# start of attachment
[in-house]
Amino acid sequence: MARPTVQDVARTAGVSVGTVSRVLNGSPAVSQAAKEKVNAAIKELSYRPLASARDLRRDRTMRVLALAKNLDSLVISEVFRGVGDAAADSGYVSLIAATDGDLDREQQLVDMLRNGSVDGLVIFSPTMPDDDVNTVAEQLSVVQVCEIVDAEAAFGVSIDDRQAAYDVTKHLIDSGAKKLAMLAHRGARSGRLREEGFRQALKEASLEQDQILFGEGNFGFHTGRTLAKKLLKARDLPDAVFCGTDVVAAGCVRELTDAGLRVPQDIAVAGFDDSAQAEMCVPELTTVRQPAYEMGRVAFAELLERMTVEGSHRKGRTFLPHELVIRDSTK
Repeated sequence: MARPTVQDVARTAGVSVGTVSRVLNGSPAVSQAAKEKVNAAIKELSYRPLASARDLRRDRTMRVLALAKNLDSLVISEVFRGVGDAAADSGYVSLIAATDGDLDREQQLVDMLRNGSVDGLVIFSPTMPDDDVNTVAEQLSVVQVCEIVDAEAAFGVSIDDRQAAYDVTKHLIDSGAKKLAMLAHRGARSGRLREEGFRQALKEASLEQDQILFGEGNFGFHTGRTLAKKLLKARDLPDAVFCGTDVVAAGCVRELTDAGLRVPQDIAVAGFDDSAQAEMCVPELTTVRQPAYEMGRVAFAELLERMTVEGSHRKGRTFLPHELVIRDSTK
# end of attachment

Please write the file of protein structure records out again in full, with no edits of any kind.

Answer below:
[in-house]
Amino acid sequence: MARPTVQDVARTAGVSVGTVSRVLNGSPAVSQAAKEKVNAAIKELSYRPLASARDLRRDRTMRVLALAKNLDSLVISEVFRGVGDAAADSGYVSLIAATDGDLDREQQLVDMLRNGSVDGLVIFSPTMPDDDVNTVAEQLSVVQVCEIVDAEAAFGVSIDDRQAAYDVTKHLIDSGAKKLAMLAHRGARSGRLREEGFRQALKEASLEQDQILFGEGNFGFHTGRTLAKKLLKARDLPDAVFCGTDVVAAGCVRELTDAGLRVPQDIAVAGFDDSAQAEMCVPELTTVRQPAYEMGRVAFAELLERMTVEGSHRKGRTFLPHELVIRDSTK
Repeated sequence: MARPTVQDVARTAGVSVGTVSRVLNGSPAVSQAAKEKVNAAIKELSYRPLASARDLRRDRTMRVLALAKNLDSLVISEVFRGVGDAAADSGYVSLIAATDGDLDREQQLVDMLRNGSVDGLVIFSPTMPDDDVNTVAEQLSVVQVCEIVDAEAAFGVSIDDRQAAYDVTKHLIDSGAKKLAMLAHRGARSGRLREEGFRQALKEASLEQDQILFGEGNFGFHTGRTLAKKLLKARDLPDAVFCGTDVVAAGCVRELTDAGLRVPQDIAVAGFDDSAQAEMCVPELTTVRQPAYEMGRVAFAELLERMTVEGSHRKGRTFLPHELVIRDSTK